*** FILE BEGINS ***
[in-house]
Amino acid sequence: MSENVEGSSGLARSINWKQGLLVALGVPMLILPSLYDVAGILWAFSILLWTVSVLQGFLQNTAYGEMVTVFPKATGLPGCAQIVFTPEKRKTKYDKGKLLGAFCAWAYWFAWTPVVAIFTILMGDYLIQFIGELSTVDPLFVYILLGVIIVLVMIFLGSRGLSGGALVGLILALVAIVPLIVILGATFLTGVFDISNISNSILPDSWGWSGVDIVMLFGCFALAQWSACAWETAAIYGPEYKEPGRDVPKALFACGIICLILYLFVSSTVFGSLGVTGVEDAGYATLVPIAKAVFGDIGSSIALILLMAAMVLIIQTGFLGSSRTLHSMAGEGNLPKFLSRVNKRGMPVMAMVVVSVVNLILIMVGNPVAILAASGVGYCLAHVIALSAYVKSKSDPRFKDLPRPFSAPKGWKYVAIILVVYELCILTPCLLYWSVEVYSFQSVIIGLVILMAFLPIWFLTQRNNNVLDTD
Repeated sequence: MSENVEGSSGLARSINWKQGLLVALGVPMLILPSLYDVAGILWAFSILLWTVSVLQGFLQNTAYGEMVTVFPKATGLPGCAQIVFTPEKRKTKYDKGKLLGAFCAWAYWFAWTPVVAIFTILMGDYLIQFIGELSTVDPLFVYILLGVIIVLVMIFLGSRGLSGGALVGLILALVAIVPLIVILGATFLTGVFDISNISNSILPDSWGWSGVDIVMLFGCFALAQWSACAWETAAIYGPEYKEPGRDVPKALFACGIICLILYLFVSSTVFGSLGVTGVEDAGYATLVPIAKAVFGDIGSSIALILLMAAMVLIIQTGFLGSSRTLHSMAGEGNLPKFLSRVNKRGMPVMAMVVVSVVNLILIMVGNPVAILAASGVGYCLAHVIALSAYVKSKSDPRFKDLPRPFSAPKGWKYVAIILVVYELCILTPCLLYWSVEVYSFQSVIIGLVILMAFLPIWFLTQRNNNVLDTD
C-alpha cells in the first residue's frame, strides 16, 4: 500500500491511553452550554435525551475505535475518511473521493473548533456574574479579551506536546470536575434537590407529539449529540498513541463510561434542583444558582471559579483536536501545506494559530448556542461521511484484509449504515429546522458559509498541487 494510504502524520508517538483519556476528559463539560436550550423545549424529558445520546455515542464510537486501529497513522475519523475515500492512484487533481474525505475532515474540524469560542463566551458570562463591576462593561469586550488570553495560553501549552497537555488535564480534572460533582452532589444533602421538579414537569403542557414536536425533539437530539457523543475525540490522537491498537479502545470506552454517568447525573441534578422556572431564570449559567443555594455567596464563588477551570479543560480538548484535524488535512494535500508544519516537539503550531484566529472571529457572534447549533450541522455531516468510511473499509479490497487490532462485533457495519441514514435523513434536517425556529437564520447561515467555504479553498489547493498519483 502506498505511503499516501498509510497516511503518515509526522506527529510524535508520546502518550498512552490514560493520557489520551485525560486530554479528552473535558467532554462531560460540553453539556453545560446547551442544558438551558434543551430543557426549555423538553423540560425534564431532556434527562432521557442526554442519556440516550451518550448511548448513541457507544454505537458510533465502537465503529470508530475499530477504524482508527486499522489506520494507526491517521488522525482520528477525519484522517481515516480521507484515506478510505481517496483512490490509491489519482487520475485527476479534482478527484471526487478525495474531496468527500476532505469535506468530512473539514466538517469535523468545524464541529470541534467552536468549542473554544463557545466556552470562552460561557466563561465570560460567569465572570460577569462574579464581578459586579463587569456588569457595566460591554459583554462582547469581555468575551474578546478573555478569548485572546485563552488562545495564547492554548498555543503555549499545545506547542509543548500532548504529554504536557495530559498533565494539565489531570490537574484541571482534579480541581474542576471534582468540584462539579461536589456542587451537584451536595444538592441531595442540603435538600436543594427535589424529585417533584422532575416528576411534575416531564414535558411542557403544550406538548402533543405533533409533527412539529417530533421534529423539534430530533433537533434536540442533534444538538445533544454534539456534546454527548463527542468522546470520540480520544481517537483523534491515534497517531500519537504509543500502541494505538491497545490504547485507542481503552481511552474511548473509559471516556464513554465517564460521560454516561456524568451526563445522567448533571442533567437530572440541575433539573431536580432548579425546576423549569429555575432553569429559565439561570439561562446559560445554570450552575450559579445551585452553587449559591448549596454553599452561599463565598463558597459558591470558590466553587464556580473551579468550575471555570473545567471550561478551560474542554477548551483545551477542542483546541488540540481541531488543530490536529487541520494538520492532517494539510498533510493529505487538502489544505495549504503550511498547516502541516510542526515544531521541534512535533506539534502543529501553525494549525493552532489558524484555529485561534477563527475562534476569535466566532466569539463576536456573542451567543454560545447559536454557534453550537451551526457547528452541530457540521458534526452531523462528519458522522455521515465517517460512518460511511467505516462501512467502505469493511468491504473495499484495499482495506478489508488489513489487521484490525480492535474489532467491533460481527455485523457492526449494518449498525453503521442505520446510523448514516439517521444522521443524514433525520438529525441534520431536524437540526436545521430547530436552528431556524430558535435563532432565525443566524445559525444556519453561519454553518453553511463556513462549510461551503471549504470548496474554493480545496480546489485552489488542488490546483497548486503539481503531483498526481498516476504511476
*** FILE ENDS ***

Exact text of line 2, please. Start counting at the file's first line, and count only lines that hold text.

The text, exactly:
Amino acid sequence: MSENVEGSSGLARSINWKQGLLVALGVPMLILPSLYDVAGILWAFSILLWTVSVLQGFLQNTAYGEMVTVFPKATGLPGCAQIVFTPEKRKTKYDKGKLLGAFCAWAYWFAWTPVVAIFTILMGDYLIQFIGELSTVDPLFVYILLGVIIVLVMIFLGSRGLSGGALVGLILALVAIVPLIVILGATFLTGVFDISNISNSILPDSWGWSGVDIVMLFGCFALAQWSACAWETAAIYGPEYKEPGRDVPKALFACGIICLILYLFVSSTVFGSLGVTGVEDAGYATLVPIAKAVFGDIGSSIALILLMAAMVLIIQTGFLGSSRTLHSMAGEGNLPKFLSRVNKRGMPVMAMVVVSVVNLILIMVGNPVAILAASGVGYCLAHVIALSAYVKSKSDPRFKDLPRPFSAPKGWKYVAIILVVYELCILTPCLLYWSVEVYSFQSVIIGLVILMAFLPIWFLTQRNNNVLDTD